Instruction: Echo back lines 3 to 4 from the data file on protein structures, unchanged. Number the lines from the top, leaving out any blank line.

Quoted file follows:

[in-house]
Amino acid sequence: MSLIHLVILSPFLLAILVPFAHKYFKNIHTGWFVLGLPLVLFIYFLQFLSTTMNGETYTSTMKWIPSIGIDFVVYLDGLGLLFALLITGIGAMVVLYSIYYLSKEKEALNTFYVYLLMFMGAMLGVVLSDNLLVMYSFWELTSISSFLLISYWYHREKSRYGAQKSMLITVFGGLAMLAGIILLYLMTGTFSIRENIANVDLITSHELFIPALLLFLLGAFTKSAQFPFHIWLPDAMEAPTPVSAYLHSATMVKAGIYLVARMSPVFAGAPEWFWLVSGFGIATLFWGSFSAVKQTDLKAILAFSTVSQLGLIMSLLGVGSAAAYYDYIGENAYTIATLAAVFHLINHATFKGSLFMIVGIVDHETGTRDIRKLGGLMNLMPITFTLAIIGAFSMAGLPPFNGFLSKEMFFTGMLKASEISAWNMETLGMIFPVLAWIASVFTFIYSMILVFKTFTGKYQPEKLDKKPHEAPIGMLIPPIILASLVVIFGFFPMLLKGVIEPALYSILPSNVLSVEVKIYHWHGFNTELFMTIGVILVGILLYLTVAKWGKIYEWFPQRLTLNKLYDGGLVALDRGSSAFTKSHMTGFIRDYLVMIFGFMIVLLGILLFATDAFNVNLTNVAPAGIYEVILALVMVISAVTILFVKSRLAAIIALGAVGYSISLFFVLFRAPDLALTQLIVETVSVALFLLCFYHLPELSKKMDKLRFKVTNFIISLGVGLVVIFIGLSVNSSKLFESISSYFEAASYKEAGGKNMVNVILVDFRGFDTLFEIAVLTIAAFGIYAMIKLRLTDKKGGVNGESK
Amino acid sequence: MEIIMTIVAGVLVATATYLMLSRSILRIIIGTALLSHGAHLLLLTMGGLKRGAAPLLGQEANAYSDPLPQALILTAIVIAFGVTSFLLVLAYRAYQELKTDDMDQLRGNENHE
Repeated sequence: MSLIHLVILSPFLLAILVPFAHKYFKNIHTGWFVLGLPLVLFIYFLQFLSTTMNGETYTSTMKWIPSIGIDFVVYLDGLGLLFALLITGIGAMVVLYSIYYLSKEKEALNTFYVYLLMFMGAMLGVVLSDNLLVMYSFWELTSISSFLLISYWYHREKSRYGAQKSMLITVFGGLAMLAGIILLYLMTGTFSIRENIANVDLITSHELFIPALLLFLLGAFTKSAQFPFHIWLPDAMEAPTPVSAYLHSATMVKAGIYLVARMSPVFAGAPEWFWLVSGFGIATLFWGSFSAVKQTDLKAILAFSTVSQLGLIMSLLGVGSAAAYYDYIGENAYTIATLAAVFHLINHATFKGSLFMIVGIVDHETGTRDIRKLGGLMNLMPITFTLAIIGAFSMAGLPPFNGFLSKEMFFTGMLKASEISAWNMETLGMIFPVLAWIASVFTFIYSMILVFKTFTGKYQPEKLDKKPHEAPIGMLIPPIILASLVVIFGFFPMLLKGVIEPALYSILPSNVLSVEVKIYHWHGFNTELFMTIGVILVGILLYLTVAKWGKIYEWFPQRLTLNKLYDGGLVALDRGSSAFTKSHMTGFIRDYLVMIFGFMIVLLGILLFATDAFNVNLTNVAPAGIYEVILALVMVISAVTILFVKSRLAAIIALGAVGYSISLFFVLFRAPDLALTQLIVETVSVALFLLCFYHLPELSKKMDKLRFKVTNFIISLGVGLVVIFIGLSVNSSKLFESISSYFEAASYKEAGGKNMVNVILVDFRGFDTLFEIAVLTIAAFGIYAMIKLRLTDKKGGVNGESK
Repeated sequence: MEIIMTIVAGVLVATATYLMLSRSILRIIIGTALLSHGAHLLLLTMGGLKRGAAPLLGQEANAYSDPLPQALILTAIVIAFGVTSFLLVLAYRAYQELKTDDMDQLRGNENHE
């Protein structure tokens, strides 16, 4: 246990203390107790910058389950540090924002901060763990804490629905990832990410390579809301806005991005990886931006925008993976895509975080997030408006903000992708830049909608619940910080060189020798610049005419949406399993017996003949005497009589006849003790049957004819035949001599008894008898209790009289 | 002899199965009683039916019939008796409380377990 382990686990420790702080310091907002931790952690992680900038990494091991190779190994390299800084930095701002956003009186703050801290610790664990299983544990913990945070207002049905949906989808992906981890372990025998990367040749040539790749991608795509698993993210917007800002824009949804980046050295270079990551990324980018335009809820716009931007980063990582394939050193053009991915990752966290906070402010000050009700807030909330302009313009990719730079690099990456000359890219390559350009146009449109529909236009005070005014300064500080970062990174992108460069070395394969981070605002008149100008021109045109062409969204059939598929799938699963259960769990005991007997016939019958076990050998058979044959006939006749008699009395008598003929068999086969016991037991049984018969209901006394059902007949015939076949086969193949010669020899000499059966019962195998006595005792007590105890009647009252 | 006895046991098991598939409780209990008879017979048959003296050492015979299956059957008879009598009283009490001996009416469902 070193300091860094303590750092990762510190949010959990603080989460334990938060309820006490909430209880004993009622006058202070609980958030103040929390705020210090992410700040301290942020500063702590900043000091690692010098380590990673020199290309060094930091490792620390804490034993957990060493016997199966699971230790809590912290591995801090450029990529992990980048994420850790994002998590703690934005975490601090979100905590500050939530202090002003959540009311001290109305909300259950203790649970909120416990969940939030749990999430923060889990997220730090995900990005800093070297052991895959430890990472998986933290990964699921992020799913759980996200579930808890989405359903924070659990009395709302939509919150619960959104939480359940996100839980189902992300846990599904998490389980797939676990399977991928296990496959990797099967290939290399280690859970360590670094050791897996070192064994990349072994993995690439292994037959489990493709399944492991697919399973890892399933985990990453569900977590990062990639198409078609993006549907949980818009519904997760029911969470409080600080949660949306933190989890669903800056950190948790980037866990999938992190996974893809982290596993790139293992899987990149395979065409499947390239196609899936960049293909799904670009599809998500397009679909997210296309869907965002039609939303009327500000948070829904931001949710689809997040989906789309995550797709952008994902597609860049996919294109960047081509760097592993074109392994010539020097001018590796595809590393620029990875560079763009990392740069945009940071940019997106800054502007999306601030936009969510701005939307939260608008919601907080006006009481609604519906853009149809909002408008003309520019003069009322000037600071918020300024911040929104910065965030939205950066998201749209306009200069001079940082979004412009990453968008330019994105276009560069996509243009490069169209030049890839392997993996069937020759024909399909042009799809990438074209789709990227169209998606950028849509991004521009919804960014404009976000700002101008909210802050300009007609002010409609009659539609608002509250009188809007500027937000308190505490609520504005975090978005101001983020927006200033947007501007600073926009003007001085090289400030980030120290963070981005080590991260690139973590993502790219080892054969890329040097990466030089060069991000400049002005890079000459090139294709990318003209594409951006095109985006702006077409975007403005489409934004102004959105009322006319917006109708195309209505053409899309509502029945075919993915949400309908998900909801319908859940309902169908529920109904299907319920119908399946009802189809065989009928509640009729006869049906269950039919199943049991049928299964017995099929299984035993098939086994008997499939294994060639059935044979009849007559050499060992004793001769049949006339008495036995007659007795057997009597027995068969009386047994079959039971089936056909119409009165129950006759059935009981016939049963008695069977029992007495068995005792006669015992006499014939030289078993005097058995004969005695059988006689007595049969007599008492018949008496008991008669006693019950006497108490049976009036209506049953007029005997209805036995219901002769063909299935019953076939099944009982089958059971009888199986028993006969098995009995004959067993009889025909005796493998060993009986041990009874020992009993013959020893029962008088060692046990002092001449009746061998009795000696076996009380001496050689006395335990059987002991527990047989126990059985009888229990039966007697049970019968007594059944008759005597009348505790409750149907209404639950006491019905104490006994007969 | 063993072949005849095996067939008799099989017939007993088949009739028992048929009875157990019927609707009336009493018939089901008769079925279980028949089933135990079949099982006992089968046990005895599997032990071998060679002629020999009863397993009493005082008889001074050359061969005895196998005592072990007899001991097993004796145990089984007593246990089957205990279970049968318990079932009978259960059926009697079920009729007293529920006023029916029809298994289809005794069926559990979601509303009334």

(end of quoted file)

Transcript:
Amino acid sequence: MEIIMTIVAGVLVATATYLMLSRSILRIIIGTALLSHGAHLLLLTMGGLKRGAAPLLGQEANAYSDPLPQALILTAIVIAFGVTSFLLVLAYRAYQELKTDDMDQLRGNENHE
Repeated sequence: MSLIHLVILSPFLLAILVPFAHKYFKNIHTGWFVLGLPLVLFIYFLQFLSTTMNGETYTSTMKWIPSIGIDFVVYLDGLGLLFALLITGIGAMVVLYSIYYLSKEKEALNTFYVYLLMFMGAMLGVVLSDNLLVMYSFWELTSISSFLLISYWYHREKSRYGAQKSMLITVFGGLAMLAGIILLYLMTGTFSIRENIANVDLITSHELFIPALLLFLLGAFTKSAQFPFHIWLPDAMEAPTPVSAYLHSATMVKAGIYLVARMSPVFAGAPEWFWLVSGFGIATLFWGSFSAVKQTDLKAILAFSTVSQLGLIMSLLGVGSAAAYYDYIGENAYTIATLAAVFHLINHATFKGSLFMIVGIVDHETGTRDIRKLGGLMNLMPITFTLAIIGAFSMAGLPPFNGFLSKEMFFTGMLKASEISAWNMETLGMIFPVLAWIASVFTFIYSMILVFKTFTGKYQPEKLDKKPHEAPIGMLIPPIILASLVVIFGFFPMLLKGVIEPALYSILPSNVLSVEVKIYHWHGFNTELFMTIGVILVGILLYLTVAKWGKIYEWFPQRLTLNKLYDGGLVALDRGSSAFTKSHMTGFIRDYLVMIFGFMIVLLGILLFATDAFNVNLTNVAPAGIYEVILALVMVISAVTILFVKSRLAAIIALGAVGYSISLFFVLFRAPDLALTQLIVETVSVALFLLCFYHLPELSKKMDKLRFKVTNFIISLGVGLVVIFIGLSVNSSKLFESISSYFEAASYKEAGGKNMVNVILVDFRGFDTLFEIAVLTIAAFGIYAMIKLRLTDKKGGVNGESK